Air Rat’s Lego project involves casting resin replicas of Lego minifigures and gluing them in “little nooks” around the city. He has teamed up with photographer Matthew Kendig, who documents the installations as they change within the volatile, human “playscape” of Philadelphia. Thanks to passersby and shifts in weather, figures fade, get melted, dismembered, and taken. Fifteen of Kendig’s photographs have been assembled into a “one-page book” for a show at the Church Gallery in OldCity. The two plan on continuing the project with other galleries, but these ideas are still in the works.
After reading a pictorial history of the Lego minifigure, Air Rat discovered that Lego made a series of minifigures in the image of the founder of the Adult Fan of Lego association, as a tribute to the man’s popularization of the toy. Perhaps, Air Rat dreams, one day Lego will make an Air Rat Lego. Either that, he muses, or the toy manufacturer will sue him.
Both the Lego project and the glass etchings represent Air Rat’s two main artististic visions: developing a connecting theme and struggling against transience.
Though he is critical of most other Philadelphia street artists, he looks to stikman as a sort of model for these visions. Even though stikman works with stickers, wood cuts, and other materials, his work is always recognizable because of the character he uses. The artist also introduced Air Rat to the idea that all art is “ephemeral,” a word Air Rat now uses constantly, with urgency and reverence.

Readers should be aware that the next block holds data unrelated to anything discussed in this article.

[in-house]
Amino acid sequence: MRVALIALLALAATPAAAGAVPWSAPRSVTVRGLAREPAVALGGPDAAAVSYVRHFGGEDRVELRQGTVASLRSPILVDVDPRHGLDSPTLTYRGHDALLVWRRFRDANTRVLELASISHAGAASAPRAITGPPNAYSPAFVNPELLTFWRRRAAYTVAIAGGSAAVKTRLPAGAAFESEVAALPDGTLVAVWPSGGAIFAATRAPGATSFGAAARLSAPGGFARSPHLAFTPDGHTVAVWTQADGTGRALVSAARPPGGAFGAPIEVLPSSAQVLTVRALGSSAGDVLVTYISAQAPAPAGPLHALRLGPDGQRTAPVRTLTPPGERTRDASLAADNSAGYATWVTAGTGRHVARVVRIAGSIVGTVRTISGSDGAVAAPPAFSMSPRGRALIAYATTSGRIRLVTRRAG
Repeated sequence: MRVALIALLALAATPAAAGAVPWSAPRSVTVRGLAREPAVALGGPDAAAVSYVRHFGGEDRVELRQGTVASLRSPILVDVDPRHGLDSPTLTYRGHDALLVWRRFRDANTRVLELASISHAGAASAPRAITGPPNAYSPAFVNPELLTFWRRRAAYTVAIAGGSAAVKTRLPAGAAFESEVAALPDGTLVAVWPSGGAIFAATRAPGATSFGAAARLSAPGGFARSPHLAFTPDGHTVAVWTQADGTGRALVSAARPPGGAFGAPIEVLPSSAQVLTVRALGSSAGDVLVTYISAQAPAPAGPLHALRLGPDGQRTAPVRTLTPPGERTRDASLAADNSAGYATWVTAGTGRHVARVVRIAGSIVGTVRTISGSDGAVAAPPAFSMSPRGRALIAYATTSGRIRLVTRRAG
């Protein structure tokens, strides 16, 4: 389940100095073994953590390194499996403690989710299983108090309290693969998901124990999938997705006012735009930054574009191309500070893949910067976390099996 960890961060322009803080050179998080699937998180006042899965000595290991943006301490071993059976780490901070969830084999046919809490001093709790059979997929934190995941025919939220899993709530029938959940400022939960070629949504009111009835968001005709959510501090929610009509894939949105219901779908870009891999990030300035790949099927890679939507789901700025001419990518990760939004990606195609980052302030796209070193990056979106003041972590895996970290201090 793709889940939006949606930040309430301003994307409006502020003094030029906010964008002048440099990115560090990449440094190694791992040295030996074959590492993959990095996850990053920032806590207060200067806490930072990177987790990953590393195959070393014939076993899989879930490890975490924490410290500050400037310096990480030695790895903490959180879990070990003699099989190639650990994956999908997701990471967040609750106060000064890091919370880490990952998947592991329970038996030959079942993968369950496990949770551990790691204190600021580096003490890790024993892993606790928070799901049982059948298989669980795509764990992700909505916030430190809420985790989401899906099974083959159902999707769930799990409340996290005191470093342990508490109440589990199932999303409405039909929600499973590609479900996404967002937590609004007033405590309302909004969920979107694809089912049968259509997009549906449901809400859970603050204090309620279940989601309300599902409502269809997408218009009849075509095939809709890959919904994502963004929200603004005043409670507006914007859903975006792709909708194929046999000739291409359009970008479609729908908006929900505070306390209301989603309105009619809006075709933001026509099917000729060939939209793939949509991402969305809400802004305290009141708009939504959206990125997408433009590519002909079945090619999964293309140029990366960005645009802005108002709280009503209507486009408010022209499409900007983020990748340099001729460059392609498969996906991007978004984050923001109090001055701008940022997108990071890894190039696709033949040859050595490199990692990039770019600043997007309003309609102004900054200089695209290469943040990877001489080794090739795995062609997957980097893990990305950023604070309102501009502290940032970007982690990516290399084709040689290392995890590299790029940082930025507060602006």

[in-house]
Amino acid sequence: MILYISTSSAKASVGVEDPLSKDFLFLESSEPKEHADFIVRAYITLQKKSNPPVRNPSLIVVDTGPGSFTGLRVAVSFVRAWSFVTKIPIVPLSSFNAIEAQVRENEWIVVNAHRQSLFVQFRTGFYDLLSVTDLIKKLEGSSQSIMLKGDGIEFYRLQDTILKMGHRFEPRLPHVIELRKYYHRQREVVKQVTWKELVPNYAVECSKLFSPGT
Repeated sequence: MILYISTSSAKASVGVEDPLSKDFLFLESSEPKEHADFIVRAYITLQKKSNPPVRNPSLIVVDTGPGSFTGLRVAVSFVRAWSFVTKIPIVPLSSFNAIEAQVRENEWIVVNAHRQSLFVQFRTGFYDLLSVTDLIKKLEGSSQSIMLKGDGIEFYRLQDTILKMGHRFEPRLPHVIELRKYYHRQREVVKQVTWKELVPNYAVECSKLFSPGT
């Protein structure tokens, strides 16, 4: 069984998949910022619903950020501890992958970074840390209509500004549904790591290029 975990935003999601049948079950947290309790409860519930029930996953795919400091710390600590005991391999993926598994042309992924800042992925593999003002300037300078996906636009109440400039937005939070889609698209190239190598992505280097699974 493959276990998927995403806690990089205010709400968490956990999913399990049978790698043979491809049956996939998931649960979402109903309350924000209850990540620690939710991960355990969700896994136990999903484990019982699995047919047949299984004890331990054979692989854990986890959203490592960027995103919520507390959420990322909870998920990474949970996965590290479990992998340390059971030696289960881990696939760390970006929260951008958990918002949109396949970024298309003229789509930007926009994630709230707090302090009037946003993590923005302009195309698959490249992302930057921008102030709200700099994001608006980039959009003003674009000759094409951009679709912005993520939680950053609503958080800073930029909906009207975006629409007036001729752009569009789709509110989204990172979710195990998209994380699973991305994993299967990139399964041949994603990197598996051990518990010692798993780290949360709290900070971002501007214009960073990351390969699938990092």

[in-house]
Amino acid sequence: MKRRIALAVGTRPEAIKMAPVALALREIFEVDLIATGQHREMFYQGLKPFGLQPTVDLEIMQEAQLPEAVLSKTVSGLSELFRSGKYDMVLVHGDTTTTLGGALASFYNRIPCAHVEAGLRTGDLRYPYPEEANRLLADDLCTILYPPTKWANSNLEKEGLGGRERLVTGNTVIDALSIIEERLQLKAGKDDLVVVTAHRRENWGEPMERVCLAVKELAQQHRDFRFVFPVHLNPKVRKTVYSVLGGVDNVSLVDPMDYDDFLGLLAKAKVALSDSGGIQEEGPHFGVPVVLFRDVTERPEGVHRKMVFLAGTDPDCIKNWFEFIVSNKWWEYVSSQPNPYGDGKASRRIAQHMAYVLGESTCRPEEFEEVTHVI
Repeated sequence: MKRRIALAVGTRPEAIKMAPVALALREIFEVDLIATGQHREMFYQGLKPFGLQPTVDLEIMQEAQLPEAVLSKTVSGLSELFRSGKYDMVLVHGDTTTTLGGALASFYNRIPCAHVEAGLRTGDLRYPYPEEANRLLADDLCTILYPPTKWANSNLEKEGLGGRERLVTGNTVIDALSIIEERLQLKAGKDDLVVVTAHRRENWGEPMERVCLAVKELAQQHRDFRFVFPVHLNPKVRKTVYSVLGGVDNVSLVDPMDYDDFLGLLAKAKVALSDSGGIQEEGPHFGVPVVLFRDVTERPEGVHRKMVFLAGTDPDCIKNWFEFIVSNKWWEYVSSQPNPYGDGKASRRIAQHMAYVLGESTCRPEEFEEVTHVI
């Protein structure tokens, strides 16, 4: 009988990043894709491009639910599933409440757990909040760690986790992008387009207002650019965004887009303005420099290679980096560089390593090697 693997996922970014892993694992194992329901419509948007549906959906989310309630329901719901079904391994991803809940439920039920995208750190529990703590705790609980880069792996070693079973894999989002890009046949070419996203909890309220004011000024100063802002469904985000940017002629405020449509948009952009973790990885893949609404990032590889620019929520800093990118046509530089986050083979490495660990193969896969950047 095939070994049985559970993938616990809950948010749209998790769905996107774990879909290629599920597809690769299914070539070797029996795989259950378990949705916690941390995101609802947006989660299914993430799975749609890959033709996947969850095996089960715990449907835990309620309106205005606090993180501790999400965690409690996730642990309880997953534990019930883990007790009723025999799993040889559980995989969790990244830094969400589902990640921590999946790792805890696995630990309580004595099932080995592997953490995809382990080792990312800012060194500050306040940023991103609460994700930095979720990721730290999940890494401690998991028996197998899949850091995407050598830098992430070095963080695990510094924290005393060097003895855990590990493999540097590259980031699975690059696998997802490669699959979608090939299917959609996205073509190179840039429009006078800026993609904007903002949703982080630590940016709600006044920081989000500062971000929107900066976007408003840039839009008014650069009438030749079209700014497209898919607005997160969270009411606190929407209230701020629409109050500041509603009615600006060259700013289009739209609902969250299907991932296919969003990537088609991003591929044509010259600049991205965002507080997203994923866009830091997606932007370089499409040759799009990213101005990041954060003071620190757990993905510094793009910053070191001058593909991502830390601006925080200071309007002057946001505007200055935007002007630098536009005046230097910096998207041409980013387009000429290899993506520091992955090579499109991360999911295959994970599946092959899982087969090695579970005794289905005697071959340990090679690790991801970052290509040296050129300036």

Love of the ephemeral
“Everything I feel like I’ve been doing has been an attempt to beat that idea [of ephemerality],” he says.
Street art is frequently removed or painted over soon after it is put up. And even when the art lasts, the structure on which it is plastered eventually gets torn down or altered. In order to combat the ephemeral nature of street art, Air Rat began taking pictures of his work and posting them on Instagram. And yet, as one of his friends pointed out to him, Instagram is just as ephemeral as the street. Pictures of art get lost in the hundreds of other images people receive on a daily basis.
The trick, Air Rat realizes, is to find a medium that makes a lasting impression. In each of his projects, he remains in search of a “fountain of youth.”
The pursuit of these lofty goals has been a long time in development.
Air Rat began high school as an AP student but quickly realized he had no interest in any of his academic courses. Due to this lack of interest, he started failing classes. In junior year, he knew that he was either headed to a vocational school to become a plumber’s assistant–as per his father’s wishes–or an art school. Preferring the latter, the young Air Rat spent his last two years of high school “bouncing from one art room to another.”